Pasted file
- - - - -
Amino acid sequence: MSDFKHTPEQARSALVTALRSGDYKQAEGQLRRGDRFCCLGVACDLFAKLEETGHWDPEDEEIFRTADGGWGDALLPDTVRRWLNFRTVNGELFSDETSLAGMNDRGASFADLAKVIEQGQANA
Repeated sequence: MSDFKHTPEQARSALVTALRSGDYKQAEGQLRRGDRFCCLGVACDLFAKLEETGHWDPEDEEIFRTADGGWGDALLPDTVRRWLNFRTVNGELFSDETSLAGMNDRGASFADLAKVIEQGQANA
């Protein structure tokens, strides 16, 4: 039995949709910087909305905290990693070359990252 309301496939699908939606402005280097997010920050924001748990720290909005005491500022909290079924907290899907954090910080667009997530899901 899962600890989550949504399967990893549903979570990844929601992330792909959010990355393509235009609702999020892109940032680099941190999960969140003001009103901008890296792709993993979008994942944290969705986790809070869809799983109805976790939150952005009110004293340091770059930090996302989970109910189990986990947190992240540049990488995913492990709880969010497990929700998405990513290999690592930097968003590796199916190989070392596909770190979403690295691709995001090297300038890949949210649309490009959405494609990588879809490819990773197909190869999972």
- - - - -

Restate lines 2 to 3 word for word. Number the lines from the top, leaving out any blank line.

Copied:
Repeated sequence: MSDFKHTPEQARSALVTALRSGDYKQAEGQLRRGDRFCCLGVACDLFAKLEETGHWDPEDEEIFRTADGGWGDALLPDTVRRWLNFRTVNGELFSDETSLAGMNDRGASFADLAKVIEQGQANA
């Protein structure tokens, strides 16, 4: 039995949709910087909305905290990693070359990252 309301496939699908939606402005280097997010920050924001748990720290909005005491500022909290079924907290899907954090910080667009997530899901 899962600890989550949504399967990893549903979570990844929601992330792909959010990355393509235009609702999020892109940032680099941190999960969140003001009103901008890296792709993993979008994942944290969705986790809070869809799983109805976790939150952005009110004293340091770059930090996302989970109910189990986990947190992240540049990488995913492990709880969010497990929700998405990513290999690592930097968003590796199916190989070392596909770190979403690295691709995001090297300038890949949210649309490009959405494609990588879809490819990773197909190869999972």